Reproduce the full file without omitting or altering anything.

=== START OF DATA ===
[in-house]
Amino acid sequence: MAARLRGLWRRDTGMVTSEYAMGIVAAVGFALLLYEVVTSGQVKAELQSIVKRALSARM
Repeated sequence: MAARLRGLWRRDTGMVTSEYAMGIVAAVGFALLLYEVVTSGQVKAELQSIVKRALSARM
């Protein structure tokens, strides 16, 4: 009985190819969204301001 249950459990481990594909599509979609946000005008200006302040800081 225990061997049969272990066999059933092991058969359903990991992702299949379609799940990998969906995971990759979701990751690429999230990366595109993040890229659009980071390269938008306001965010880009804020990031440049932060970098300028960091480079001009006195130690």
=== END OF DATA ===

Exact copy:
[in-house]
Amino acid sequence: MAARLRGLWRRDTGMVTSEYAMGIVAAVGFALLLYEVVTSGQVKAELQSIVKRALSARM
Repeated sequence: MAARLRGLWRRDTGMVTSEYAMGIVAAVGFALLLYEVVTSGQVKAELQSIVKRALSARM
């Protein structure tokens, strides 16, 4: 009985190819969204301001 249950459990481990594909599509979609946000005008200006302040800081 225990061997049969272990066999059933092991058969359903990991992702299949379609799940990998969906995971990759979701990751690429999230990366595109993040890229659009980071390269938008306001965010880009804020990031440049932060970098300028960091480079001009006195130690």